However, loading with 16 ohms (one speaker) is acceptable. Think how many guitar amps have an extension jack that allows connecting a speaker in parallels, or how the AA763 chassis was used in different speaker configurations resulting in quite different nominal impedances.
Thank you for the reply!
Yeah, I thought I was going to do a restore/recap, but I got roped into a lil' conversion. In my defense vs. infuriating the Leslie crowd, he only had this chassis from an ebay deal, and a broken 7189 (Russian 6P14Ps to the rescue).
Also, it's a radio-hit band friend, so it was an easy "yes" job   ;D (i'm a sucker for high profile clients!)

The chassis is teeny, and since you saw the schematic you can see how it doesn't translate willingly into a complete tube amp. There was no room to add a proper tube pre without risking a lot of $ and a possibly unsatisfying noise floor d/t chassis constraints.

I recapped, rotated the OT to a low hum position (on test), added pwr toggle, fuse, indicator, checked/optimized bias,  and modified the input to the tube stages.
I told him he can use any transistor pedal/ pre and jack-in to his new/nice power amp.

We hooked it to his single 12" leslie cab; sounded swirly and good :-)

Here's my conversion scheme (please compare to the afformentioned in link).
If you are bored and have any suggestions, I'd be a willing listener :-)

Take care!
Andy

p.s. I removed the "please delete/ignore" from the main title, but i guess forgot from the subsequent posts, oops.
« Last Edit: April 27, 2017, 08:51:51 PM by andyfromdenver »
2018 current fav movie: Black Panther
2018 current fav book: Foundation ( I. Asimov)
1997-2018 fav artist: Erik Satie

abbey road d enfer

Re: re:
« Reply #5 on: April 27, 2017, 09:27:48 PM »
The chassis is teeny, and since you saw the schematic you can see how it doesn't translate willingly into a complete tube amp. There was no room to add a proper tube pre without risking a lot of $ and a possibly unsatisfying noise floor d/t chassis constraints.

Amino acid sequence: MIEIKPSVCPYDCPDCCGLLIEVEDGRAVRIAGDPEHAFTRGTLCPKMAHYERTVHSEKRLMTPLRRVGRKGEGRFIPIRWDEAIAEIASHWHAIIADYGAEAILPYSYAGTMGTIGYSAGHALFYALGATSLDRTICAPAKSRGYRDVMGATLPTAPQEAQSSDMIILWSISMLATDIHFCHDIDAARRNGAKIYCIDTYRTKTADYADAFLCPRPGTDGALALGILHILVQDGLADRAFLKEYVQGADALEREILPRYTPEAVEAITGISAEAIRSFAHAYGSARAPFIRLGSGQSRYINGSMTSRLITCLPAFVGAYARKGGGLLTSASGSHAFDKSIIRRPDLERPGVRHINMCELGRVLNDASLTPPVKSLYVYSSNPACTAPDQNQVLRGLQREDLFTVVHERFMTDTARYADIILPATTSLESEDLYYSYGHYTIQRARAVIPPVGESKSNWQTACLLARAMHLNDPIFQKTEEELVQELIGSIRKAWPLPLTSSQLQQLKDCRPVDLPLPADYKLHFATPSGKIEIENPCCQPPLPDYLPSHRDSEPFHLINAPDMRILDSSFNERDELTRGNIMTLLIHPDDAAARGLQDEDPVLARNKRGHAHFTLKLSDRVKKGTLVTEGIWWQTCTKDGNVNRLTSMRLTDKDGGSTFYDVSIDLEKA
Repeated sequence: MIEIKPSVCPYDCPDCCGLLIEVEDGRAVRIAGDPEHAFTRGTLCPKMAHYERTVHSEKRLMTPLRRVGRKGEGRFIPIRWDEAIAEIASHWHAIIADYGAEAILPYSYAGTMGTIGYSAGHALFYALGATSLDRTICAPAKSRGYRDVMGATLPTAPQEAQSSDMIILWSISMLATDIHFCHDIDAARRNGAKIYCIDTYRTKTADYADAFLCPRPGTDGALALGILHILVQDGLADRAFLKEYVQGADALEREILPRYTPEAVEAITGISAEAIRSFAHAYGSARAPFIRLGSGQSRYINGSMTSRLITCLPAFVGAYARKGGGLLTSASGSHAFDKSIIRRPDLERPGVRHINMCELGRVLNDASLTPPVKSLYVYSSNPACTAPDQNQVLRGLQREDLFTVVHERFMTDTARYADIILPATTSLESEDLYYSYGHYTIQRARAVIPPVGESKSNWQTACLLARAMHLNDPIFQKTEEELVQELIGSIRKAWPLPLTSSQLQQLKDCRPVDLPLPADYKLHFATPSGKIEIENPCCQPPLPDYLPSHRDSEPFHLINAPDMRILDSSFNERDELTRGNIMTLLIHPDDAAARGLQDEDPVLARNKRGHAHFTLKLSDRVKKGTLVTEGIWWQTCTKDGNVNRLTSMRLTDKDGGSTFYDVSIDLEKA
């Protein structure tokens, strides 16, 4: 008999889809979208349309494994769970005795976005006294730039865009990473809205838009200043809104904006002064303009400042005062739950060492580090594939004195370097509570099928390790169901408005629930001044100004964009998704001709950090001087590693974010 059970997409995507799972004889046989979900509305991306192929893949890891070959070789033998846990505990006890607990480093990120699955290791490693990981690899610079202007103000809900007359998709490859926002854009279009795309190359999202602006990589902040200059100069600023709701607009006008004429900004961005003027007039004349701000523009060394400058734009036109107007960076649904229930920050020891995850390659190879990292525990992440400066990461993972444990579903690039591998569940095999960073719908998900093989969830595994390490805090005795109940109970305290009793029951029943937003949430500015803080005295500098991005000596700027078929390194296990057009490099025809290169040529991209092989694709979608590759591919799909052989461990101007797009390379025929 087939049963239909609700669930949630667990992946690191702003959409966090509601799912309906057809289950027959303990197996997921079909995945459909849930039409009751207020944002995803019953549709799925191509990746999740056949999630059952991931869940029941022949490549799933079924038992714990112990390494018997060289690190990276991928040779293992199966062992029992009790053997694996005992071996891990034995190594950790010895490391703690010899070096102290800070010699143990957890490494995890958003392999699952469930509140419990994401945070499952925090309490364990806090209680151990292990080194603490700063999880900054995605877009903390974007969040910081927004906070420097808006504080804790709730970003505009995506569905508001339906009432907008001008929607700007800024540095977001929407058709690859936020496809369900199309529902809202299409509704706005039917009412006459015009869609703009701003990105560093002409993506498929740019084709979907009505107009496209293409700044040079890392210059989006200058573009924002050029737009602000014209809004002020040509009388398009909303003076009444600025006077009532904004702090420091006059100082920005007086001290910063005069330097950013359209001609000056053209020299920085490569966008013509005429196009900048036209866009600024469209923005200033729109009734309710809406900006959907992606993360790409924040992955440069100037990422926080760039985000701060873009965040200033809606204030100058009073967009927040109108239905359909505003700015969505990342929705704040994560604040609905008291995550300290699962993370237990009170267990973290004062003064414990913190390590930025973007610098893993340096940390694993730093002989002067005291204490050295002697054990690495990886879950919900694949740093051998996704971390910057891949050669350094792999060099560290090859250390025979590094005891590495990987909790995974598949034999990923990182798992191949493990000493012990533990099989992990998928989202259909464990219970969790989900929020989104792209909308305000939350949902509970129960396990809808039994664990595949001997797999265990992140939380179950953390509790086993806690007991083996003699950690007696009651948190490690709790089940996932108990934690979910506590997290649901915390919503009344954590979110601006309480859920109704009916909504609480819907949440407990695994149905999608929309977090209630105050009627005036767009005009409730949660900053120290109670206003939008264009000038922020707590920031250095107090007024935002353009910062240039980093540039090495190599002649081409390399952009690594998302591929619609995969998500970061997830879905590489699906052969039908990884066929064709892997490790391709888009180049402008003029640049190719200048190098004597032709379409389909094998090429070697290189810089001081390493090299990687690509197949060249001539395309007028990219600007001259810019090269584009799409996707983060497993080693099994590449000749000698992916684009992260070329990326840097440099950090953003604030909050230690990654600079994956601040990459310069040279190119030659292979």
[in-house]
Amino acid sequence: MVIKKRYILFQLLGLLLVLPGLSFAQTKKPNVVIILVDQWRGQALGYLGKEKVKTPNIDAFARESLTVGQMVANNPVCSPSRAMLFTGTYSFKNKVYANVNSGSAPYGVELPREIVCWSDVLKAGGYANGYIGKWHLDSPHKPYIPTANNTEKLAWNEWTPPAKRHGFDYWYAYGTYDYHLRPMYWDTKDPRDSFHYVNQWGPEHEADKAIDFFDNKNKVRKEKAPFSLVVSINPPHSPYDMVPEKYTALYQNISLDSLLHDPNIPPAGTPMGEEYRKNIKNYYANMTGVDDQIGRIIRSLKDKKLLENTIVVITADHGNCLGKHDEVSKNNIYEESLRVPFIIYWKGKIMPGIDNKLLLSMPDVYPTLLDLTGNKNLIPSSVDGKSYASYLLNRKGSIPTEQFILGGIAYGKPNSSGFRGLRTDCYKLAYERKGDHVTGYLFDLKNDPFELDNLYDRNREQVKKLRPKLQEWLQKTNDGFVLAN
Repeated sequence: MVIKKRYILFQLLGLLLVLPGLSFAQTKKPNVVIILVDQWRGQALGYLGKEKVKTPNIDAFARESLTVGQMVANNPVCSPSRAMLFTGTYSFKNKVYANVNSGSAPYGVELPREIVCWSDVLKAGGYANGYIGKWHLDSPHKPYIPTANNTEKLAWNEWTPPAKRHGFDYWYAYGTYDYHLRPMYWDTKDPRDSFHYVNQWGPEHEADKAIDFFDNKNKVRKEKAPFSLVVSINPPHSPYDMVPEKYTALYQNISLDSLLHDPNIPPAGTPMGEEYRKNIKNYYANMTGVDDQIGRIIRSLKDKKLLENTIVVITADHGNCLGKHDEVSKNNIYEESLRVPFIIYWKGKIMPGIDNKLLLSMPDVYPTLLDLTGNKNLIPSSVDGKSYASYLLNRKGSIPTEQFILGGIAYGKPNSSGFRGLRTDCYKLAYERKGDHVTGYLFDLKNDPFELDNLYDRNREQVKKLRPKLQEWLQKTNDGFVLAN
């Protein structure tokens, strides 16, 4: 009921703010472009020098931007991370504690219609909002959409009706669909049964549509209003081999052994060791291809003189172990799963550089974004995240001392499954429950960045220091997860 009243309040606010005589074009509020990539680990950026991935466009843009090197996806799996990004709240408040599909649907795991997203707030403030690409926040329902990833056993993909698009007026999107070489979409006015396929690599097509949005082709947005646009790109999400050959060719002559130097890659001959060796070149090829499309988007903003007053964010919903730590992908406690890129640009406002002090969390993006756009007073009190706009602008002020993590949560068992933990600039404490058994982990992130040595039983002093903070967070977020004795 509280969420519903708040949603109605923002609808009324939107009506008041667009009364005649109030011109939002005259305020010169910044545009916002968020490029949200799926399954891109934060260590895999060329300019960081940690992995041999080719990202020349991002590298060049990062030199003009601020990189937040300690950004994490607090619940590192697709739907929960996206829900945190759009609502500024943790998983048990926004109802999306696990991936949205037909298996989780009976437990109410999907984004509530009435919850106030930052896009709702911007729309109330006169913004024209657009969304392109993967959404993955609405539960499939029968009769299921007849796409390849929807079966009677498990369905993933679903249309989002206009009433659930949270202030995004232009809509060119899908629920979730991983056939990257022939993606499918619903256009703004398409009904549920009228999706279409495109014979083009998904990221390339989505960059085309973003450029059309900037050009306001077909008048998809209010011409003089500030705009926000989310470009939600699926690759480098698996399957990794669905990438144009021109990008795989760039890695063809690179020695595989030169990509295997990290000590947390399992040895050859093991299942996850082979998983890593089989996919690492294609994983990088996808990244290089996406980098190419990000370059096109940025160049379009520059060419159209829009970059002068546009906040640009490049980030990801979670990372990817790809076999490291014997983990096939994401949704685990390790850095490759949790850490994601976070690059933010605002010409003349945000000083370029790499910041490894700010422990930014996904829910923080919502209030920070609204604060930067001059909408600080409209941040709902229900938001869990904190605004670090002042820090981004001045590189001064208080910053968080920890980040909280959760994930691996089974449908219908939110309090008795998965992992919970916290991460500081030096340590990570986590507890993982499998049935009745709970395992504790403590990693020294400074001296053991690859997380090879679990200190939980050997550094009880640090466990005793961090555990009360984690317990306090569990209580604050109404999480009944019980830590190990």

I recapped, rotated the OT to a low hum position (on test), added pwr toggle, fuse, indicator, checked/optimized bias,  and modified the input to the tube stages.
I told him he can use any transistor pedal/ pre and jack-in to his new/nice power amp.
Well, one possibility would be reconfiguring the SS recovery amp for guitar input...

Quote
We hooked it to his single 12" leslie cab; sounded swirly and good :-)
No doubt it would sound good on a guitar cabinet too; I like the hybrid fixed/cathode bias.
Who's right or wrong is irrelevant. What matters is what's right or wrong.
Star ground is for electricians.

andyfromdenver

Re: re: New
« Reply #6 on: April 28, 2017, 11:20:34 AM »
Well, one possibility would be reconfiguring the SS recovery amp for guitar input...
 No doubt it would sound good on a guitar cabinet too; I like the hybrid fixed/cathode bias.
I did consider implementing a simple transistor or two stage, but it seemed like a lot of effort (time: because it is not my forte)/ expense, when he could use pedals.  Plus, I had a little thought of adding a little "side car" fab'd 12ax7 stage, and was set on that, when I realized it could quickly balloon out of my estimate for work since I had to do so much already in the power section plus buying a matched pair of output tubes.

There is a separate pcb for the tube stages and the transistor stages.  I carefully removed the transistor pcb and gave it to him for safe keeping, maybe down the road I can rework it for him and jack it back in.

He was happy enough to have the direct coupled triode to PI, and liked that it was quiet  :o ha!
We had a talk about "you know how when you use a boost pedal you usually never turn it up past noon cause it's too much volume...well... now you can" and I showed him what it sounded like to drive the output to break up with two clean boosts.

It is an interesting circuit with the dual bias and the voltage regulator tube.
I learned from reading that there is an intentionally undersized resistor in series after the regulator to act as a fuse.  That's cool and old school.  I made sure to keep the same wattage and replaced it because it was looking a little brittle.

Here's a pic of the lil guy  ;D
« Last Edit: April 28, 2017, 11:28:59 AM by andyfromdenver »
2018 current fav movie: Black Panther
2018 current fav book: Foundation ( I. Asimov)
1997-2018 fav artist: Erik Satie